Wildflowers and plants



Plants that grow in any given place change over periods of years or decades. This process is called plant succession or more broadly, ecological succession, because as the plants change so do the microorganisms and animals.

In places of bare vegetation, smaller plants like mosses, grasses and flowering plants begin this process. Aspen then start to grow in these open, sunny areas and lodgepole pine trees populate open, burned areas.

Eventually, these trees create too much shade for their seedlings to survive and are succeeded by ponderosa pine, Engelmann Spruce, Douglas Fir or Subalpine fir at varying elevations.

A mixture of all of these plants forms a climax vegetation that will stand over time unless disrupted by natural disturbances such as avalanches, wind storms, floods or climate change. The process then begins all over again.

Photo of a diatom

NPS photo


Microscopic colors and patterns abound anywhere where water is found.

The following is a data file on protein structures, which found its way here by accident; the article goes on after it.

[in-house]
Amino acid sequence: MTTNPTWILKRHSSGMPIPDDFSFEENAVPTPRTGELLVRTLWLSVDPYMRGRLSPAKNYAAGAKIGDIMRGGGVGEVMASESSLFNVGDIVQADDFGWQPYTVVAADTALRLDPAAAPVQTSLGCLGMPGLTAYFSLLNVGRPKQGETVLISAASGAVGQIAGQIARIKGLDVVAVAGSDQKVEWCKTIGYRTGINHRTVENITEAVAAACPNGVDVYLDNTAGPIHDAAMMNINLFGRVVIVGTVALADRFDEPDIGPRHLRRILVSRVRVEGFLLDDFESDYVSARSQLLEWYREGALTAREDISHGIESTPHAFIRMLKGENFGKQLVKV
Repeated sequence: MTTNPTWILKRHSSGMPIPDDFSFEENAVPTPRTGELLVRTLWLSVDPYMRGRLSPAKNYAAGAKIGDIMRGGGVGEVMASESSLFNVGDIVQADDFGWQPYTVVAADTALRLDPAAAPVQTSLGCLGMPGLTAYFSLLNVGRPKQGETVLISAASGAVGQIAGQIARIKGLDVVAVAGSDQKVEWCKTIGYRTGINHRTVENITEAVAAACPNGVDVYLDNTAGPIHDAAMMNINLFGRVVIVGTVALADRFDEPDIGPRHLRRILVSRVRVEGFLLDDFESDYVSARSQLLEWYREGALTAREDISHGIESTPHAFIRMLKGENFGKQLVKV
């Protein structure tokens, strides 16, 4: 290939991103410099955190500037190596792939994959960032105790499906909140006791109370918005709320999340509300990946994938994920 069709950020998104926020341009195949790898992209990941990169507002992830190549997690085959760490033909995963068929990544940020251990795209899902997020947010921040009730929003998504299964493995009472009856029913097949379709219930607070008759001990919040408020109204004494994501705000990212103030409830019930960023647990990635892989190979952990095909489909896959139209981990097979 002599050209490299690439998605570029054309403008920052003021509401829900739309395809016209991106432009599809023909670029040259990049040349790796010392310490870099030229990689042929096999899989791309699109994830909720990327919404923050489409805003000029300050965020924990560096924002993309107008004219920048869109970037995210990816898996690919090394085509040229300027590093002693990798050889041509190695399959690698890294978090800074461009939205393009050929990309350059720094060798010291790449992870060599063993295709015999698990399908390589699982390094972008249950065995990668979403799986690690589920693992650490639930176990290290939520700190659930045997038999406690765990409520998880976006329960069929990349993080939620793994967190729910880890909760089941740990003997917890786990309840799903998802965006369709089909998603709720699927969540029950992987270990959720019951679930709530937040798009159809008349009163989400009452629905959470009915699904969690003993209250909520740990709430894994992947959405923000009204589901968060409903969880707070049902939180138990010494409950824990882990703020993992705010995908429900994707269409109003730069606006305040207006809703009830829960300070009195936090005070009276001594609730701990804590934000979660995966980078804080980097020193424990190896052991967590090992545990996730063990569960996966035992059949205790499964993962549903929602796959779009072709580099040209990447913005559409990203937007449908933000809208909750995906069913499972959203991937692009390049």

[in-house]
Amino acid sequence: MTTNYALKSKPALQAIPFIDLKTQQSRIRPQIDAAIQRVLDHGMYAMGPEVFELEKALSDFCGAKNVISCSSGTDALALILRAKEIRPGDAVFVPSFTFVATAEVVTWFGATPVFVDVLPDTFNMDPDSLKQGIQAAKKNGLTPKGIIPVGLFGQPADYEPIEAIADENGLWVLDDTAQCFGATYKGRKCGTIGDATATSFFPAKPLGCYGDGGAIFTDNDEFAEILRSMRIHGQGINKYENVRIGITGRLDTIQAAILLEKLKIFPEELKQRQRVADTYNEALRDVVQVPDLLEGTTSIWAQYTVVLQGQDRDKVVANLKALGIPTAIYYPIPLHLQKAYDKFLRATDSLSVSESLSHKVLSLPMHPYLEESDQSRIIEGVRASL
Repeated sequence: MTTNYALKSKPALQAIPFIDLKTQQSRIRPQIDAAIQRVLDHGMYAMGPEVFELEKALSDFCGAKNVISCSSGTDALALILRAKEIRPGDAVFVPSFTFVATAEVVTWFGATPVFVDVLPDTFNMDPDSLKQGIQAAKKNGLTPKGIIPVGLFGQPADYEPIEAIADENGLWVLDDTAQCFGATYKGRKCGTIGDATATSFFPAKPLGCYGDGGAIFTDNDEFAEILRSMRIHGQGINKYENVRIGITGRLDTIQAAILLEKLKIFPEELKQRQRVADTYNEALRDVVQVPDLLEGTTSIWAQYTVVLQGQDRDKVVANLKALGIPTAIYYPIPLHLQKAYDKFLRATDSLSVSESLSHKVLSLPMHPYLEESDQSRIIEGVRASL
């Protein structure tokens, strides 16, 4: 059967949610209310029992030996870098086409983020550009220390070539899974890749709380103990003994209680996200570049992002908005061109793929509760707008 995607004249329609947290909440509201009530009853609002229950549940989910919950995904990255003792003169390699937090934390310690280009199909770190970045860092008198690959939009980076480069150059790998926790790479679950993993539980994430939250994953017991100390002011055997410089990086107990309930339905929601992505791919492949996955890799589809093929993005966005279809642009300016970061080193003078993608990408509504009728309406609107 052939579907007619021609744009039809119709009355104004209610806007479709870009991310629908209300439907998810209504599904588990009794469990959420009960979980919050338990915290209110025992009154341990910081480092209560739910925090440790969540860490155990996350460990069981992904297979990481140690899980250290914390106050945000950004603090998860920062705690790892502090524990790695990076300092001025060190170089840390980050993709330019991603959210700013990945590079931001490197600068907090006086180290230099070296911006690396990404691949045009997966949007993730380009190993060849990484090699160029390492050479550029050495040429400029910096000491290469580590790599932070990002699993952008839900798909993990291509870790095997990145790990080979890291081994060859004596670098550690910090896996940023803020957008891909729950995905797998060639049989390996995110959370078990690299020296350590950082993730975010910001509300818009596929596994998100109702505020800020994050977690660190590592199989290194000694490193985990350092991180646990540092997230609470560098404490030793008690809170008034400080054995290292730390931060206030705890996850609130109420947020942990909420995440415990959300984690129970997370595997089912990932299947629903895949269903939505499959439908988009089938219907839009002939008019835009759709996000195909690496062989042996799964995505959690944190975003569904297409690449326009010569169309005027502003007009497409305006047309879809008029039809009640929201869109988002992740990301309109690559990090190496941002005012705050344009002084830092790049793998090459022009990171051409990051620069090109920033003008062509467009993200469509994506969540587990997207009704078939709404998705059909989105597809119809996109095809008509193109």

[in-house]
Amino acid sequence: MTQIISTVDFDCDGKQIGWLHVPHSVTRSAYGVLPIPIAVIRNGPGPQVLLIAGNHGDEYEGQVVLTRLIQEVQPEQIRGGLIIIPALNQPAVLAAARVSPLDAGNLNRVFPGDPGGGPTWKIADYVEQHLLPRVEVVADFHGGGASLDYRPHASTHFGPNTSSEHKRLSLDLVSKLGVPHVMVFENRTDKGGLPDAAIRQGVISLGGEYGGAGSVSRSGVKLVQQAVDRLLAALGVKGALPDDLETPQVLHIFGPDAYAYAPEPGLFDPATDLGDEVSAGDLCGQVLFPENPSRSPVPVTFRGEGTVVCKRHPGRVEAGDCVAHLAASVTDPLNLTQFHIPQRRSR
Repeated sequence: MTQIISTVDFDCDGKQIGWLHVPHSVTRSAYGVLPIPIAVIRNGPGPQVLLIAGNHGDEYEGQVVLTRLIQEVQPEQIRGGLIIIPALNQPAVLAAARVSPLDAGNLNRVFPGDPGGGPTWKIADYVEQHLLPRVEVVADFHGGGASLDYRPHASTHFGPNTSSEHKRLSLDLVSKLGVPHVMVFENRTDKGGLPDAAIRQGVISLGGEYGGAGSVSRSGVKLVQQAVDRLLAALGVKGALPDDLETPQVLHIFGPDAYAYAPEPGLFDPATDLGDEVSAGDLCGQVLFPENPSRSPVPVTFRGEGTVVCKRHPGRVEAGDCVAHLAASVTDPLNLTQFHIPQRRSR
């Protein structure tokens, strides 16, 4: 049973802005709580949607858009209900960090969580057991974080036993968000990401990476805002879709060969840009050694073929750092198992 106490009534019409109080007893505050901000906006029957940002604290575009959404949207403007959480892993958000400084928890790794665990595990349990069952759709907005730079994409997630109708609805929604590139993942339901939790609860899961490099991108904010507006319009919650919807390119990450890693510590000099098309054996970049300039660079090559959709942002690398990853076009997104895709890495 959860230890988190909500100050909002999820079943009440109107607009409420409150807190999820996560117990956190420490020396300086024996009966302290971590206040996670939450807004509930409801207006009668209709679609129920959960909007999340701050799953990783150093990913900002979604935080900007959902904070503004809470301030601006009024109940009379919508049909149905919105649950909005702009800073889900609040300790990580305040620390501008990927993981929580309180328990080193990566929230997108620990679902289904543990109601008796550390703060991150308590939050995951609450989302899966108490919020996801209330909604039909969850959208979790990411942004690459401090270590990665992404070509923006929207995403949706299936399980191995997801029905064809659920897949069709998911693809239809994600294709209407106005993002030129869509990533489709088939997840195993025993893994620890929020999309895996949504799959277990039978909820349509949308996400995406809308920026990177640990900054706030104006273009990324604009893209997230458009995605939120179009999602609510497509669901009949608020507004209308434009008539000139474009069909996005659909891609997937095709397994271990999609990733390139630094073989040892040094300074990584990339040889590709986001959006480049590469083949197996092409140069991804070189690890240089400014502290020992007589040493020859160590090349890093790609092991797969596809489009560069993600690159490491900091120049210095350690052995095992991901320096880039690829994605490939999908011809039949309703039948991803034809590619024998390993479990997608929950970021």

Orange Hawk weed

NPS photo by B. Kolokowsky

Invasive Exotic Plants

Don't be fooled. Cunning plants can upset vegetation processes in the native landscape.

Photo of lichens

NPS photo by Stan & Connie Hegin


Ancient pioneers of the plant world interact with living and non-living organisms.

Photo of Liverworts

NPS photo by D. Rycrof

Mosses & Liverworts

Thank bryophytes for lime green cushioning on top of Rocky ground.

Photo of an Ink cap mushroom

NPS photo


Coming soon

Photo of a Snowlover

NPS photo

Rare & Endangered Plants

Coming soon

Photo of trees

NPS photo by D. Biddle

Trees & Shrubs

These mighty groups of plants have deep roots in Rocky's landscape.

Photo of a Columbine

NPS photo by R. Smith


Color and variety paints visual masterpieces all around the park.

Last updated: March 28, 2015

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Mailing Address:

1000 US Hwy 36
Estes Park, CO 80517


(970) 586-1206
Through winter, the Information Office is open 8:00 am–4:30 pm Mon–Fri. Recorded Trail Ridge Road status: (970) 586-1222.

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